The fourth preseason game is usually the worst one for fans because the starters don't play more than a series. At best, a couple of jobs on the 53-man roster are still open going into the final preseason game, and the rest of the players are vying for a spot on the practice squad or with other teams.
So it's rare when a team goes into the last exhibition game without knowing who its starting quarterback is for Week 1. Terrelle Pryor got the start on Thursday in Seattle with the chance to earn the starting job, but did he do enough or will the Oakland Raiders go back to Matt Flynn?
The box score would tell you Pryor struggled, going 3-of-8 for 31 yards and one interception. Reviewing the film would be a little more favorable for Pryor, but he certainly didn't make the decision easy for his coaches.
The sad reality is that neither Pryor nor Flynn have done enough to earn the starting job this preseason, but one of them has to start. Given the Raiders' issues on the offensive line, starting Pryor and seeing how he can develop makes sense. The decision was likely already made before the Raiders even took the field in Seattle.
As crazy as it sounds, Pryor will get the starting job strictly because of his running ability, and the Raiders—like everyone—already knew he could run. Pryor's 25-yard run on 3rd-and-7 from the Seattle 45-yard line to set up a field goal on the Raiders' second drive is an example of the type of play that likely sealed the deal for Oakland's coaches.
Pryor rushed three times for 48 yards, and the Raiders aren't going to discourage him from using his greatest asset. If the Raiders are going to be successful with Pryor at quarterback, they need him to be effective running the ball. However, running the ball will get considerably harder when defenses can scheme against Pryor, and the Raiders will have to figure out how to capitalize with running back Darren McFadden or in the passing game.
One thing is pretty clear at this point: Putting Flynn behind an offensive line with a rookie left tackle as raw as Menelik Watson is reckless. The offensive line is one of the biggest weaknesses on the team, and Flynn needs protection to be effective. The Raiders were pushed in the direction of Pryor when left tackle Jared Veldheer tore his triceps and might be lucky that it happened before the regular season.
Losing Veldheer actually weakened four of the five positions on the Raiders' offensive line, highlighting the extreme lack of depth on the team. Watson had to move from right tackle to left tackle, leaving Khalif Barnes to start at right tackle instead of moving to left guard. Lucas Nix had to rotate over to right guard, ending his competition with Tony Bergstrom at left guard.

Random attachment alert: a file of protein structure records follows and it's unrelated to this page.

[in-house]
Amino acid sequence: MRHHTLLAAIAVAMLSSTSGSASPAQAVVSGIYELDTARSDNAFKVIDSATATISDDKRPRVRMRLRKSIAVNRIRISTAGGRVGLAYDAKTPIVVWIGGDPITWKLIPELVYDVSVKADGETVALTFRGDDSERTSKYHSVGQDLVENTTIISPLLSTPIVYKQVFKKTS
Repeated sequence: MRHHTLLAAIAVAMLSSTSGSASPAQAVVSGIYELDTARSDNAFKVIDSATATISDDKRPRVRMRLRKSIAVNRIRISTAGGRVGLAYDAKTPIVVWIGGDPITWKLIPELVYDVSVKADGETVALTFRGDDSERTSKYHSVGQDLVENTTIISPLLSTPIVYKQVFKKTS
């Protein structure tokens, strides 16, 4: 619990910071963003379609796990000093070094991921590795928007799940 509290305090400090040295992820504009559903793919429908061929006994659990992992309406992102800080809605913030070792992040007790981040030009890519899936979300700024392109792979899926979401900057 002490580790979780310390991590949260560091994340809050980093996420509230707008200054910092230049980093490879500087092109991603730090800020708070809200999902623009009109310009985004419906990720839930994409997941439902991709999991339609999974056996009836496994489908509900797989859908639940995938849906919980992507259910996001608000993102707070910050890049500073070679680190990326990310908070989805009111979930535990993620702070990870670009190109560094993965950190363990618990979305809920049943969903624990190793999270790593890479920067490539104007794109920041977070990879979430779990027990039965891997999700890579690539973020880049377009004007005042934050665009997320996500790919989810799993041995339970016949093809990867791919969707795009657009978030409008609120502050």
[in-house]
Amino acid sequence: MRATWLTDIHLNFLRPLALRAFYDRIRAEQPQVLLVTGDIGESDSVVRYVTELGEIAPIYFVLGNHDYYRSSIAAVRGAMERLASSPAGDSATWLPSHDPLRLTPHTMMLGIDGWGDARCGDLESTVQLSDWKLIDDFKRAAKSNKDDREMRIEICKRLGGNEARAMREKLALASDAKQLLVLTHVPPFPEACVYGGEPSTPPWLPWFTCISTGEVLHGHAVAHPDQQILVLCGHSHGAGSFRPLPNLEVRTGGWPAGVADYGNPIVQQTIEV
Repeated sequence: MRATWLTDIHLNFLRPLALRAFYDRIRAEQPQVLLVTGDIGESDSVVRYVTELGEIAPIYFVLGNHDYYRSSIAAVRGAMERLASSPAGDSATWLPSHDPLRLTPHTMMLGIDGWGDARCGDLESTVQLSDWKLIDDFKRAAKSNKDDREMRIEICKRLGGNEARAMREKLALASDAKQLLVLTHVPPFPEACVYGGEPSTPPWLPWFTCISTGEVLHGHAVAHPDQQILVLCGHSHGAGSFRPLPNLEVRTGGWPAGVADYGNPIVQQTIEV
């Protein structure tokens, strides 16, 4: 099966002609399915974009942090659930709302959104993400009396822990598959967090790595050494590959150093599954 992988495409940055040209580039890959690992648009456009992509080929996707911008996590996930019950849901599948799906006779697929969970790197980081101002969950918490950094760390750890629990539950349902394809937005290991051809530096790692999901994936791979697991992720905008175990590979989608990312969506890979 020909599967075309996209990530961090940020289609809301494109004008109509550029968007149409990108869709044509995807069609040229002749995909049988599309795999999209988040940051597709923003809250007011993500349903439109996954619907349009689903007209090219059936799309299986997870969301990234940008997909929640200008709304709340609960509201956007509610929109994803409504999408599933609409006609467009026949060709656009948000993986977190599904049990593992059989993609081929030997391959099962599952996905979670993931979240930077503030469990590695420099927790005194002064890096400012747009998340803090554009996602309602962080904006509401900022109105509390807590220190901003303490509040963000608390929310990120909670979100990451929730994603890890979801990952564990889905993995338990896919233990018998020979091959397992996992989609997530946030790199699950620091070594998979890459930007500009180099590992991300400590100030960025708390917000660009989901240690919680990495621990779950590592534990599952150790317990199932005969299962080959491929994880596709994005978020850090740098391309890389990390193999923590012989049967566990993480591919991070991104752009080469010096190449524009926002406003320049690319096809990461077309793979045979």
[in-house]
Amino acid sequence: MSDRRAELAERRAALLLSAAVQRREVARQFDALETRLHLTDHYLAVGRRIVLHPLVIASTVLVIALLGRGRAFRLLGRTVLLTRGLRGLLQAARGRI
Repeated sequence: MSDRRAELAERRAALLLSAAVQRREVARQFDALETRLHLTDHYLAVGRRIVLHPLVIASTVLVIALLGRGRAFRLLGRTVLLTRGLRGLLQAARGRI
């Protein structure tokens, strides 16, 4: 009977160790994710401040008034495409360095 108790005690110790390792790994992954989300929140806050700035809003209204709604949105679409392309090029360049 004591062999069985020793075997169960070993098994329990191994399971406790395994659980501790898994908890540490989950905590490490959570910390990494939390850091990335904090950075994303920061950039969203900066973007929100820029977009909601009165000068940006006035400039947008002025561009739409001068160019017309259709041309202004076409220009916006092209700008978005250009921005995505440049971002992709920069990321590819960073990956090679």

Pryor's ability to escape pressure gives the Raiders a fighting chance, even if he still needs work as a passer—and he does. Pryor's interception came on first down and was underthrown because he hesitated and threw it off his back foot. Jacoby Ford did have a step on the defender, but Pryor had a tight end wide open for a big gain had he not tried to go over the top.
Pryor also threw a jump pass that was completed to tight end Jeron Mastrud, but that isn't the type of thing you want to see from your starting quarterback. Pryor may keep the Raiders competitive some weeks with his athleticism, but they're also going to lose games because he turns the ball over.
The good news for whoever earns the starting job is that Watson actually held up well at left tackle in his first start. Defenses will surely test the raw rookie from Florida State, but his athleticism gives him the edge to start Week 1. The alternative is Alex Barron, who was getting beaten badly by Seattle's second- and third-team defensive ends.
The Raiders had to get a good look at Pryor at some point this season, and it makes sense to do that now, with Veldheer out and Watson learning. If Pryor struggles, the Raiders can always go back to Flynn once Veldheer returns and Watson gets more experience. It's not really fair to expect Flynn to have any success behind this offensive line with fans calling for the backup.
Head coach Dennis Allen told the media after the game he knows who is starting Week 1, but isn't saying for competitive reasons. It would be a shock based on all the rhetoric of the past week, when the competition suddenly was turned upside down in Pryor's favor, that Allen would stick with Flynn.
The decision to start Pryor in Week 1 was likely made after his performance last week, and the final preseason game was just to get him additional reps with the first-team offense. Otherwise, wouldn't the team want to review the tape on Pryor?
In just about every way, Pryor performed better than Flynn. One statistic that factors in attempts, yards, touchdowns, interceptions and sacks is adjusted net yards per pass attempt (ANY/A). It's based on the work of Chase Stuart and is incorporated into the stats over at Pro-Football-Reference.com.
Pryor's ANY/A this preseason was 5.76 compared to Flynn's 2.58. Pryor's number is respectable, but Flynn's number is atrocious. It's tough to put too much stock in preseason stats, but these numbers are not even close.
The things that ANY/A doesn't account for are fumbles and the running game, but Pryor has the clear advantage in those areas as well. Pryor had one fumble to Flynn's two and 131 rushing yards and a touchdown on 14 carries to Flynn's four carries for 19 yards.
In total, Pryor generated 11.4 yards per play with his arm and legs to Flynn's 8.7 yards. When it comes to putting points on the board, Pryor was also vastly superior, with the offense scoring 32 points on 14 drives with Pryor under center compared to 10 points on 13 drives with Flynn.
No matter how you slice it, Pryor performed better than Flynn this preseason. Until the offensive line improves, Pryor gives the Raiders the best chance to win.